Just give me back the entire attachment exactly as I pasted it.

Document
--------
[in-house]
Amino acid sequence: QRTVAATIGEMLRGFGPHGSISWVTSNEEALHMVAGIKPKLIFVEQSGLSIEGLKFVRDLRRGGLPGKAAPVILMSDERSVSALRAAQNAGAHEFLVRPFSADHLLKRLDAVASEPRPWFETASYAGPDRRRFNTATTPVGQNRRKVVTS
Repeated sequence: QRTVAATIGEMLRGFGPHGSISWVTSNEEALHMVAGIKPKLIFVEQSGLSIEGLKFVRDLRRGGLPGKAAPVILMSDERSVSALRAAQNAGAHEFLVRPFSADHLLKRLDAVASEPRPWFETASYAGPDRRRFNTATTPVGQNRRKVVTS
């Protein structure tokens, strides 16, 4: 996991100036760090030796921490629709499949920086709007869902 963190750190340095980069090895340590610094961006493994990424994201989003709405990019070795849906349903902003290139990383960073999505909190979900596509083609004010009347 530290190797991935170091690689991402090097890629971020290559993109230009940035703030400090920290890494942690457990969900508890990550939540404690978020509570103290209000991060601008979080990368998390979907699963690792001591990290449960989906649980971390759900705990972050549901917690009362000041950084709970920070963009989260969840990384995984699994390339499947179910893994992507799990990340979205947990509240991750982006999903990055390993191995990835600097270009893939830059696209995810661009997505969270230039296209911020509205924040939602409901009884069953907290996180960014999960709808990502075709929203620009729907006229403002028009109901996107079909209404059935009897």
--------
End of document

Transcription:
[in-house]
Amino acid sequence: QRTVAATIGEMLRGFGPHGSISWVTSNEEALHMVAGIKPKLIFVEQSGLSIEGLKFVRDLRRGGLPGKAAPVILMSDERSVSALRAAQNAGAHEFLVRPFSADHLLKRLDAVASEPRPWFETASYAGPDRRRFNTATTPVGQNRRKVVTS
Repeated sequence: QRTVAATIGEMLRGFGPHGSISWVTSNEEALHMVAGIKPKLIFVEQSGLSIEGLKFVRDLRRGGLPGKAAPVILMSDERSVSALRAAQNAGAHEFLVRPFSADHLLKRLDAVASEPRPWFETASYAGPDRRRFNTATTPVGQNRRKVVTS
């Protein structure tokens, strides 16, 4: 996991100036760090030796921490629709499949920086709007869902 963190750190340095980069090895340590610094961006493994990424994201989003709405990019070795849906349903902003290139990383960073999505909190979900596509083609004010009347 530290190797991935170091690689991402090097890629971020290559993109230009940035703030400090920290890494942690457990969900508890990550939540404690978020509570103290209000991060601008979080990368998390979907699963690792001591990290449960989906649980971390759900705990972050549901917690009362000041950084709970920070963009989260969840990384995984699994390339499947179910893994992507799990990340979205947990509240991750982006999903990055390993191995990835600097270009893939830059696209995810661009997505969270230039296209911020509205924040939602409901009884069953907290996180960014999960709808990502075709929203620009729907006229403002028009109901996107079909209404059935009897």